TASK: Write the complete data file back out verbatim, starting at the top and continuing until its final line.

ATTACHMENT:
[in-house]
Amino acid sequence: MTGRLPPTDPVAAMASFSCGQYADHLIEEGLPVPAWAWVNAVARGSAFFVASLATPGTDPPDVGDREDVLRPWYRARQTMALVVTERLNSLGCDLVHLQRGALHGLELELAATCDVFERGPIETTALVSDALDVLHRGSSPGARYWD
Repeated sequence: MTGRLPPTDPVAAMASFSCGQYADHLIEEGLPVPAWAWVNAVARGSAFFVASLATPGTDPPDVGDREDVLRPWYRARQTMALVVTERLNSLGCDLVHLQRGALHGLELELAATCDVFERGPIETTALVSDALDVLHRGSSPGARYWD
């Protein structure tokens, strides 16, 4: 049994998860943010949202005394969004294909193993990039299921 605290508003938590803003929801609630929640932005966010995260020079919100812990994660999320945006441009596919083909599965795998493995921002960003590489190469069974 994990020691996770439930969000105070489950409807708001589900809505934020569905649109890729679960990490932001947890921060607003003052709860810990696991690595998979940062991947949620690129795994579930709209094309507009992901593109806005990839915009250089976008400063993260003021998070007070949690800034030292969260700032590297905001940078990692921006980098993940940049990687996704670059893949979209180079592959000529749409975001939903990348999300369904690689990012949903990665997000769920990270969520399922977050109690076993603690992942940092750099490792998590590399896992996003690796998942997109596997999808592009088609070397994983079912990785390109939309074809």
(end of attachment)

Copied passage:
[in-house]
Amino acid sequence: MTGRLPPTDPVAAMASFSCGQYADHLIEEGLPVPAWAWVNAVARGSAFFVASLATPGTDPPDVGDREDVLRPWYRARQTMALVVTERLNSLGCDLVHLQRGALHGLELELAATCDVFERGPIETTALVSDALDVLHRGSSPGARYWD
Repeated sequence: MTGRLPPTDPVAAMASFSCGQYADHLIEEGLPVPAWAWVNAVARGSAFFVASLATPGTDPPDVGDREDVLRPWYRARQTMALVVTERLNSLGCDLVHLQRGALHGLELELAATCDVFERGPIETTALVSDALDVLHRGSSPGARYWD
């Protein structure tokens, strides 16, 4: 049994998860943010949202005394969004294909193993990039299921 605290508003938590803003929801609630929640932005966010995260020079919100812990994660999320945006441009596919083909599965795998493995921002960003590489190469069974 994990020691996770439930969000105070489950409807708001589900809505934020569905649109890729679960990490932001947890921060607003003052709860810990696991690595998979940062991947949620690129795994579930709209094309507009992901593109806005990839915009250089976008400063993260003021998070007070949690800034030292969260700032590297905001940078990692921006980098993940940049990687996704670059893949979209180079592959000529749409975001939903990348999300369904690689990012949903990665997000769920990270969520399922977050109690076993603690992942940092750099490792998590590399896992996003690796998942997109596997999808592009088609070397994983079912990785390109939309074809």